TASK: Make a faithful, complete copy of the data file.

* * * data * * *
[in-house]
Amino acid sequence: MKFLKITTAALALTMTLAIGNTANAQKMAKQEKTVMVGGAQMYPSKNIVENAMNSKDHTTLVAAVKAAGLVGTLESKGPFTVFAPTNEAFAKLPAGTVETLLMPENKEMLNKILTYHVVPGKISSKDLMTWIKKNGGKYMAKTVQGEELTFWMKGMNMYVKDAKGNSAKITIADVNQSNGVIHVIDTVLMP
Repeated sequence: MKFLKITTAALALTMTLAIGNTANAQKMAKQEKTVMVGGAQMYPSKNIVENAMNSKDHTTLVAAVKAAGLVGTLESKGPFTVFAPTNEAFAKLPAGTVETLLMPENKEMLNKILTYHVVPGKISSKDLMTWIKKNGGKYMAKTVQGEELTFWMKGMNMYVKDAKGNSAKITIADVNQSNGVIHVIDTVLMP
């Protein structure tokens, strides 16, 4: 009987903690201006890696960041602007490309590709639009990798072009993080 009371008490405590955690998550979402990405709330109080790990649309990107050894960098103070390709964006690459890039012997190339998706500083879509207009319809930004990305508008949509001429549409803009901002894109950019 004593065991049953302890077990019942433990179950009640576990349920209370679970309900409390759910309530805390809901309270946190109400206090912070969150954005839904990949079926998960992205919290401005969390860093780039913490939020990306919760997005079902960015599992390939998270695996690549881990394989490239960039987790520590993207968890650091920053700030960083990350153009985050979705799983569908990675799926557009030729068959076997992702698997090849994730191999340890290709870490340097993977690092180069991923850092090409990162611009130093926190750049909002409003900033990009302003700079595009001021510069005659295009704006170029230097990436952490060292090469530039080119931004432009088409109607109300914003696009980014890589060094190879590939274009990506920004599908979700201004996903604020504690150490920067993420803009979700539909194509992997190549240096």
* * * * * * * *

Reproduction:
[in-house]
Amino acid sequence: MKFLKITTAALALTMTLAIGNTANAQKMAKQEKTVMVGGAQMYPSKNIVENAMNSKDHTTLVAAVKAAGLVGTLESKGPFTVFAPTNEAFAKLPAGTVETLLMPENKEMLNKILTYHVVPGKISSKDLMTWIKKNGGKYMAKTVQGEELTFWMKGMNMYVKDAKGNSAKITIADVNQSNGVIHVIDTVLMP
Repeated sequence: MKFLKITTAALALTMTLAIGNTANAQKMAKQEKTVMVGGAQMYPSKNIVENAMNSKDHTTLVAAVKAAGLVGTLESKGPFTVFAPTNEAFAKLPAGTVETLLMPENKEMLNKILTYHVVPGKISSKDLMTWIKKNGGKYMAKTVQGEELTFWMKGMNMYVKDAKGNSAKITIADVNQSNGVIHVIDTVLMP
């Protein structure tokens, strides 16, 4: 009987903690201006890696960041602007490309590709639009990798072009993080 009371008490405590955690998550979402990405709330109080790990649309990107050894960098103070390709964006690459890039012997190339998706500083879509207009319809930004990305508008949509001429549409803009901002894109950019 004593065991049953302890077990019942433990179950009640576990349920209370679970309900409390759910309530805390809901309270946190109400206090912070969150954005839904990949079926998960992205919290401005969390860093780039913490939020990306919760997005079902960015599992390939998270695996690549881990394989490239960039987790520590993207968890650091920053700030960083990350153009985050979705799983569908990675799926557009030729068959076997992702698997090849994730191999340890290709870490340097993977690092180069991923850092090409990162611009130093926190750049909002409003900033990009302003700079595009001021510069005659295009704006170029230097990436952490060292090469530039080119931004432009088409109607109300914003696009980014890589060094190879590939274009990506920004599908979700201004996903604020504690150490920067993420803009979700539909194509992997190549240096």